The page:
Document Type



Virginia Institute of Marine Science

Publication Date



Measures of juvenile abundance are presently in wide use as a key element in the management of the Atlantic States' coastal fishery resources. Estimates of the relative interannual abundance of early juveniles (age-0) generated from scientific survey programs have been found to provide a reliable and early estimator of future year class strength (Goodyear 1985, Lipcius and Van Engel 1990). After a review of previously available indices of juvenile abundance for important fishery resource species in the Chesapeake Bay, the Chesapeake Bay Stock Assessment Committee (CBSAC), a federal/state committee sponsored and funded by the National Oceanic and Atmospheric Administration (NOAA), recommended that II a unified, consistent trawl program should be one of the primary monitoring tools for finfish and crab stock assessment. 11 (Chesapeake Bay Program Stock Assessment Plan, Chesapeake Executive Council 1988). In order to facilitate the implementation of such a program, CBSAC directly supported pilot studies directed at developing a comprehensive trawl survey for Chesapeake Bay. In the Virginia portion of the bay the primary focus of this support was the initiation in 1988 of a monthly trawl survey of the mainstem portion of the lower Bay. This survey served to compliment and greatly expand the monthly trawl surveys of the major Virginia tributaries (James, York and Rappahannock rivers) which have been conducted by the Virginia Institute of Marine Science (VIMS) as part of a long-term effort to monitor and assess the condition of fishery stocks in the lower Chesapeake Bay and its tributaries. The primary intent of the present project is to assure that this expanded sampling effort be continued on a long-term basis as well.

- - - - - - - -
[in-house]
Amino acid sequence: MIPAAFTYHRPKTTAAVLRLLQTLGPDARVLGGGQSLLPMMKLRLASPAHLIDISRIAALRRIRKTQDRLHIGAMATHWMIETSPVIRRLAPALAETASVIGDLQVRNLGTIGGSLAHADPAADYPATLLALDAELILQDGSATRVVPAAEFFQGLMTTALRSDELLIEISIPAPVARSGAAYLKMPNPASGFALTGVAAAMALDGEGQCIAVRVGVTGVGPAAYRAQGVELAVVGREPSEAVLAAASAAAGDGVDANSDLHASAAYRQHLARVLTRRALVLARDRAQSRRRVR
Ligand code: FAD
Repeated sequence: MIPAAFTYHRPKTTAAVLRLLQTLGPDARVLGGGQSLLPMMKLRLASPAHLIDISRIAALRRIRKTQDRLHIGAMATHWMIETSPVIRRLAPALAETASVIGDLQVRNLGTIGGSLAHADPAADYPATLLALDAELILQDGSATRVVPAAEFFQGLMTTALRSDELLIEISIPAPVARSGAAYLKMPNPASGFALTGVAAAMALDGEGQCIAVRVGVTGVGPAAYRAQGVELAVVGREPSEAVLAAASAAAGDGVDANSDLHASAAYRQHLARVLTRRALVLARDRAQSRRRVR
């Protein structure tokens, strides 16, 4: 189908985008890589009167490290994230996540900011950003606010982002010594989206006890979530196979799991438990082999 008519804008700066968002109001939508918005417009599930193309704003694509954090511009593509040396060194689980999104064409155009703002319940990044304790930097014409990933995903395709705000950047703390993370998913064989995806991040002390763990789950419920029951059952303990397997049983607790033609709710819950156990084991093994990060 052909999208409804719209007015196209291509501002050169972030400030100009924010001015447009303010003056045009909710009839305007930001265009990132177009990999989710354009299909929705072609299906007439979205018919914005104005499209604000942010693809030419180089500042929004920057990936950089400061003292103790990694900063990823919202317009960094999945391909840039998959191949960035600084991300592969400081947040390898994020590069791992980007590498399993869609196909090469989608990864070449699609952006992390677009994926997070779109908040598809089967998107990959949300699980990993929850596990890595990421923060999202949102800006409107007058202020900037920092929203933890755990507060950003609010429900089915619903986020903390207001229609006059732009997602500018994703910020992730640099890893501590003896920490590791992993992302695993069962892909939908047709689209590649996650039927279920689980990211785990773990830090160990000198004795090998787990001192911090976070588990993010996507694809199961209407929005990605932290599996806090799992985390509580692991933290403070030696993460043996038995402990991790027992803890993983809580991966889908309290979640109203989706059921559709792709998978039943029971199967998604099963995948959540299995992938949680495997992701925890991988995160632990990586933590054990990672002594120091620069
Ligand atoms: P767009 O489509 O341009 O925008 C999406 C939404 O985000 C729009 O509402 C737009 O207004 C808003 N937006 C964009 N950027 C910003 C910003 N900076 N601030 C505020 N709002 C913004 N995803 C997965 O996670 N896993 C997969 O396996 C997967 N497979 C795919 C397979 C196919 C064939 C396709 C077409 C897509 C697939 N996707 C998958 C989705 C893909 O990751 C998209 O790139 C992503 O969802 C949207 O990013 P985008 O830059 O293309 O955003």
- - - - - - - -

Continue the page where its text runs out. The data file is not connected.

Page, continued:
Fish populations -- Virginia, Fishery resources -- Virginia

Publication Statement

Submitted to Virginia Marine Resources Commission, United States Fish and Wildlife Service


U.S. Fish and Wildlife Service Sportfish Restoration Project F104R6



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